Apple's Echo rival could recognise your face

Apple TV
Is Apple planning an Echo-like device?

The Amazon Echo's reputation and prowess just keeps on growing, so much so that Google has copied it and Apple is about to (or so the rumours suggest). Now we've got a few more details about what we can expect from the 'Apple Echo'.

Sources speaking to CNET say the device (which may or may not be an overhauled Apple TV) is going to have face recognition technology that spots you as soon as you walk in the door. Apple itself has made no comment at all on its plans, as usual.

Such a feature could be used to automatically disable an alarm, for example, or to set up separate profiles for different members of the family. It could also be used to start up some music or set the lighting to match a personalised list of preferences.

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Facial recognition would also help Apple's upcoming kit distinguish itself from both the Amazon Echo and Google Home. However, CNET's sources say these plans aren't set in stone, and could change before the device finally appears at some point in 2017.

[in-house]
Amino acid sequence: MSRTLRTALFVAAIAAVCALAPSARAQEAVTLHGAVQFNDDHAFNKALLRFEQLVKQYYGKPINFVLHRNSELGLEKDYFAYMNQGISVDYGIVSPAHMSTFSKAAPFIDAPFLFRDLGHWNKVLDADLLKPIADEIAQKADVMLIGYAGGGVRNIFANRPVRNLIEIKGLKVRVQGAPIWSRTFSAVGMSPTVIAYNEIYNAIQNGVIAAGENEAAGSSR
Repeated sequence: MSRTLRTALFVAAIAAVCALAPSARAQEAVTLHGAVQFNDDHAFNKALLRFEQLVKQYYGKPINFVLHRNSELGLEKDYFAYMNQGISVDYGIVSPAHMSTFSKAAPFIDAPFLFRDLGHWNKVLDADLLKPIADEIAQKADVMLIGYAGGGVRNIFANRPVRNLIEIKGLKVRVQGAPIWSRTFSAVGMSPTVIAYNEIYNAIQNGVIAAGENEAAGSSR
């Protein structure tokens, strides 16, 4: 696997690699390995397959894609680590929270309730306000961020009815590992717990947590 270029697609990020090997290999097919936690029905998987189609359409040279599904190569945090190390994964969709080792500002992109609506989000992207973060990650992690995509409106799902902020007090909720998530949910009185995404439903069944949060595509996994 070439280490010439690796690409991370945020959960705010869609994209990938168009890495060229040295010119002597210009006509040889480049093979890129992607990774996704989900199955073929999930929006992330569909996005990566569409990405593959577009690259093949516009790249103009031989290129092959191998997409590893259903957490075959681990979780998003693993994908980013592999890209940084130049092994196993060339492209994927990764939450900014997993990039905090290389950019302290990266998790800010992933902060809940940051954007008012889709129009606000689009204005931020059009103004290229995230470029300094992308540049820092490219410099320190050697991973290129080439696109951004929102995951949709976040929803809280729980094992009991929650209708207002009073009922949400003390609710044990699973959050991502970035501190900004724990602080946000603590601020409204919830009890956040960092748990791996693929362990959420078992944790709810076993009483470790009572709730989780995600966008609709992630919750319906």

That pours cold water on the idea that we'll be seeing something at WWDC 2016 in a couple of weeks, though Apple might offer up an early preview of the device ahead of its actual launch (as it did with the Apple Watch).

If such a device does exist, no doubt Apple's existing Siri and HomeKit technologies will play a major role, and it'll obviously have AirPlay too, we would have thought. We'll be covering the news as it happens from WWDC in California, which starts on 13 June.

Will 2016 be the year of the connected home?

David Nield
Freelance Contributor

Dave is a freelance tech journalist who has been writing about gadgets, apps and the web for more than two decades. Based out of Stockport, England, on TechRadar you'll find him covering news, features and reviews, particularly for phones, tablets and wearables. Working to ensure our breaking news coverage is the best in the business over weekends, David also has bylines at Gizmodo, T3, PopSci and a few other places besides, as well as being many years editing the likes of PC Explorer and The Hardware Handbook.